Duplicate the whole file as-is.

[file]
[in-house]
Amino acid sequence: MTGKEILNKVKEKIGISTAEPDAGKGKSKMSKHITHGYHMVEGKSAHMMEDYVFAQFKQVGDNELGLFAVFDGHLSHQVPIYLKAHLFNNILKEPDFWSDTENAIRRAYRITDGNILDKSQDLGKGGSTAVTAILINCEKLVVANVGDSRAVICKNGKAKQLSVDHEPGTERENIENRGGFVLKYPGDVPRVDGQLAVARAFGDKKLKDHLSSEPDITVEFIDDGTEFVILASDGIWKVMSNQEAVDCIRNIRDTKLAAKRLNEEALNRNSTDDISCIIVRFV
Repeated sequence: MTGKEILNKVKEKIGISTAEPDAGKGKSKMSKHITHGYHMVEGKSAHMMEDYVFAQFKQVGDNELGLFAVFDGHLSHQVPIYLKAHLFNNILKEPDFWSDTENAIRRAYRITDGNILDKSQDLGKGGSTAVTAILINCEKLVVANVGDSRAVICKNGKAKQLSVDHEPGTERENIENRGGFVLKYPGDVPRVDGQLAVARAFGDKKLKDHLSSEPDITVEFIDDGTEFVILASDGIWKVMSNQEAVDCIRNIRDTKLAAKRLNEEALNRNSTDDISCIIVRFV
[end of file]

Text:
[in-house]
Amino acid sequence: MTGKEILNKVKEKIGISTAEPDAGKGKSKMSKHITHGYHMVEGKSAHMMEDYVFAQFKQVGDNELGLFAVFDGHLSHQVPIYLKAHLFNNILKEPDFWSDTENAIRRAYRITDGNILDKSQDLGKGGSTAVTAILINCEKLVVANVGDSRAVICKNGKAKQLSVDHEPGTERENIENRGGFVLKYPGDVPRVDGQLAVARAFGDKKLKDHLSSEPDITVEFIDDGTEFVILASDGIWKVMSNQEAVDCIRNIRDTKLAAKRLNEEALNRNSTDDISCIIVRFV
Repeated sequence: MTGKEILNKVKEKIGISTAEPDAGKGKSKMSKHITHGYHMVEGKSAHMMEDYVFAQFKQVGDNELGLFAVFDGHLSHQVPIYLKAHLFNNILKEPDFWSDTENAIRRAYRITDGNILDKSQDLGKGGSTAVTAILINCEKLVVANVGDSRAVICKNGKAKQLSVDHEPGTERENIENRGGFVLKYPGDVPRVDGQLAVARAFGDKKLKDHLSSEPDITVEFIDDGTEFVILASDGIWKVMSNQEAVDCIRNIRDTKLAAKRLNEEALNRNSTDDISCIIVRFV